Today is officially the 73rd birthday of the Italian Republic.
Last Friday, the Italian Embassy in Washington, DC held its annual gala with America’s B-List politicians in attendance. Wilbur Ross, Andrew Wheeler, and Kellyanne Conway filled in for any bigshots in the Trump Administration. (Ross is Secy of Commerce, Wheeler is the EPA Administrator, and Conway is a Trump spokeswoman.)
Italy’s diplomats may not attract President Trump’s attention here, but Italian politics in la patria are closely scrutinized by Trump’s ideologue Steve Bannon. Bannon is hanging around Europe these days advising and cheering on right-wing movements in many countries. Bannon has set out to establish a training center for Judeo-Christian primacy in Italy at an ancient monastery outside Rome. Thus far, his plans have been stymied by some Italian officials who want no political movements at a religious site. But Bannon soldiers on.
Bannon chums around with Interior Minister Matteo Salvini who is climbing to de facto leadership of the European right. Considered an Italian Trump, Salvini has adopted the “Italians First!” refrain.
Make no mistake, there is a rising tide of revulsion among Europeans with illegal immigration and the European Union’s suppression of nationalism. However, the Brits, motivated by this erosion of sovereignty, are showing how just opting out on Europe can be a sticky wicket. Other European nations are paying attention and have decided to change the EU from inside. In Italy, the Lega Salvini party just won 34% of Italy’s representation to the European Parliament. (Remember, a parliamentary system can empower even small coalitions.)
Salvini has been compared to Mussolini, which he doesn’t consider an insult. He has transformed himself from a northern Italian demagogue, who denounced southern Italians not long ago, into an anti-immigrant nationalist popular even in Sicily.
Where once the Italian Republic maintained the center of the political spectrum, Italy’s decline into the economic and social doldrums is splitting its citizens down the middle. Clearly, this same split is reflected in the U.S. as well as all the Western countries. There is a sense by many that globalism and the massive influx of foreigners will be our undoing. Favoring your own kind, be they fellow ethnics or assimilated citizens, is considered racism or tribalism to those who would judge traditionists.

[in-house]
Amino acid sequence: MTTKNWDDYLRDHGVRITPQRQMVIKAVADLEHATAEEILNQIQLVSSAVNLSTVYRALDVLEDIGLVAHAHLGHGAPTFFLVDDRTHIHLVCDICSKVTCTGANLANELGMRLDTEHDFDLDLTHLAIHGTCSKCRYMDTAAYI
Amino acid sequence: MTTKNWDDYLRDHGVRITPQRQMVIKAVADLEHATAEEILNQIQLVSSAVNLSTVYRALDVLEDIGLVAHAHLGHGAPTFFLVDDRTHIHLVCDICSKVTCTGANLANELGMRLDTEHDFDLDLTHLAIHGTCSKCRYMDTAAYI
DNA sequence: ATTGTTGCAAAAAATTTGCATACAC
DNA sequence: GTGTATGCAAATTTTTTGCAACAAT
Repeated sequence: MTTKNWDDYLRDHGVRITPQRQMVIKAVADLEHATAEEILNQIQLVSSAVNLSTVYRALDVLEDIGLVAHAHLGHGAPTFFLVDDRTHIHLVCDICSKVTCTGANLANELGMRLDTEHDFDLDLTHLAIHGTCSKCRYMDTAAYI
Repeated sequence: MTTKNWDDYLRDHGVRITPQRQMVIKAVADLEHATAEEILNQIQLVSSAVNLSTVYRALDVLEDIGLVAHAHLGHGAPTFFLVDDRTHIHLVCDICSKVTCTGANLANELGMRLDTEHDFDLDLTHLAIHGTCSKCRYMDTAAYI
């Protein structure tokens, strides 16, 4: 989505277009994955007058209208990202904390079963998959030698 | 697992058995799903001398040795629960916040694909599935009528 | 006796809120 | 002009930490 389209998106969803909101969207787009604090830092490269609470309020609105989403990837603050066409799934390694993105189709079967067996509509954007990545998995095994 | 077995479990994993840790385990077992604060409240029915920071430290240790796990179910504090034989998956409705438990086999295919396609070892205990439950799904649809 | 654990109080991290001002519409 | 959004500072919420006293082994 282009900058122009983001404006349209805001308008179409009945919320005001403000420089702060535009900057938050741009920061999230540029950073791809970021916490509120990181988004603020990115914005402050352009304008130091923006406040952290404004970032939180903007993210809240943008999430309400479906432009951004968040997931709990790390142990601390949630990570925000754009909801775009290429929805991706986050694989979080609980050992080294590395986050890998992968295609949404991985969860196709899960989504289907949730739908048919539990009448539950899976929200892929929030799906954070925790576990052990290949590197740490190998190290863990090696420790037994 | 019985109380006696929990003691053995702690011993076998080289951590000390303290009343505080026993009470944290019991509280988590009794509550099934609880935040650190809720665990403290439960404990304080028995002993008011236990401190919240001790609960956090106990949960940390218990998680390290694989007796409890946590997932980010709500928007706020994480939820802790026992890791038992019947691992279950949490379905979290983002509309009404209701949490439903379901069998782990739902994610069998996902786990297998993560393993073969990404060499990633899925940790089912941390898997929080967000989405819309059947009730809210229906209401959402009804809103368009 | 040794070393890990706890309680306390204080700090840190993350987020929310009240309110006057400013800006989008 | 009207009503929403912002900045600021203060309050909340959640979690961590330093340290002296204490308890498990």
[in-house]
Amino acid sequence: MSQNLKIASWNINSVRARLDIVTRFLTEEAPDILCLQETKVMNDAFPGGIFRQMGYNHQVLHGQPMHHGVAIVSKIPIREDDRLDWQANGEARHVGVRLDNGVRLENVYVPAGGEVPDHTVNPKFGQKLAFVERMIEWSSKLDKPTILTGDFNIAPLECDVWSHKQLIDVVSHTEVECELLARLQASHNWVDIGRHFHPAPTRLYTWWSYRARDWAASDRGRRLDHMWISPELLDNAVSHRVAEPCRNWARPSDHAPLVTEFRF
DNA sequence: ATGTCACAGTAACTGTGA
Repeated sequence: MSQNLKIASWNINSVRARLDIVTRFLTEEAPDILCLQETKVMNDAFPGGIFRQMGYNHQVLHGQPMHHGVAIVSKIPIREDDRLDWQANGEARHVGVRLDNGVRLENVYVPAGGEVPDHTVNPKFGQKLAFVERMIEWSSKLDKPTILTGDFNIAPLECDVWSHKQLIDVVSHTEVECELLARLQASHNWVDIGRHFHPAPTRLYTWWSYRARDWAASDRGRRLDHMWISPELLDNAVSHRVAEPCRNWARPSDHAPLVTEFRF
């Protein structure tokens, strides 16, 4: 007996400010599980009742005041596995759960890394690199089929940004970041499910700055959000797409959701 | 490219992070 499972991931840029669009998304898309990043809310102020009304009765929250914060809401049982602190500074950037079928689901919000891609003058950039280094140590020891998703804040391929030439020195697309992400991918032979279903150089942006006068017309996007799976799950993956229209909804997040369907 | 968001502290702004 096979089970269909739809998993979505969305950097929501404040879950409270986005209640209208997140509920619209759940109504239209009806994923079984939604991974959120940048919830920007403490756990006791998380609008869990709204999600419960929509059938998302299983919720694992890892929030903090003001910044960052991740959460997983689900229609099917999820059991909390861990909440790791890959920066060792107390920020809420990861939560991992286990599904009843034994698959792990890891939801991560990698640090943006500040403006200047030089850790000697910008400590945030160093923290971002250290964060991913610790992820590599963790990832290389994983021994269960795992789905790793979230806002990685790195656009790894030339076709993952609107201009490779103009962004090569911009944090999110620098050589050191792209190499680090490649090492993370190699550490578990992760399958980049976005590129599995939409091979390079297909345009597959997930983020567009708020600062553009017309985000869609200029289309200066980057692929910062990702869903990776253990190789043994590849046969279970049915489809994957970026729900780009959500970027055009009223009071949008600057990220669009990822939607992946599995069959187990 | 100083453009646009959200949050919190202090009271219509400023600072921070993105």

Ambassador Varricchio in Washington and NY Consul General Genuardi represent a stark contrast to Italy’s diplomats of yesteryear. They exhibit only a superficial regard for Italian Americans. One telling example is their disdain for Italian American participation at La Casa Italiana (at Columbia University). In 1933 the Italian government awarded medals to the Paterno Family that built and donated the $15 million palazzo. (It made the NY Times, with photo!) Today, Italian diplomats consider us a nuisance.
Varricchio and Genuardi will rotate out of the U.S. this year. Whether they will be replaced by “nationalists,” who realize that American cousins should be respected, remains to be seen.
Speaking of the NY Times, I’ll stray a bit to show how the Italian diplomatic corps in the country doesn’t care a wit about Italy’s reputation in the media. In yesterday’s Times there was a story on Pope Francis’s visit to Romania, written by its Rome correspondent Jason Horowitz. Horowitz echoed the similarity between Matteo Salvini and Mussolini in the treatment of “Roma” (i.e. Gypsies) living in Italy. He could have stopped there and made a point. However, he continued with fake history: “[Mussolini] ultimately sent at least a half a million Roma to die alongside Jews in Nazi death camps.”
I immediately emailed a protest to the Times quoting this passage from the Holocaust Encyclopedia:
“In 1939, about a million Roma lived in Europe. About half of all European Roma lived in eastern Europe, especially in the Soviet Union and Romania. Hungary, Yugoslavia, and Bulgaria also had large Romani communities. In Greater Germany there were about 30,000 Roma, most of whom held German citizenship; about 11,200 of this number lived in Austria. Relatively few Roma lived in western Europe.” [emphasis added]
To go from “relatively few” to half a million Gypsies, and to accuse Italians – even Mussolini – of this holocaust is revisionist history at its worst.
I wonder if Italian diplomats here even read American newspapers. -JLM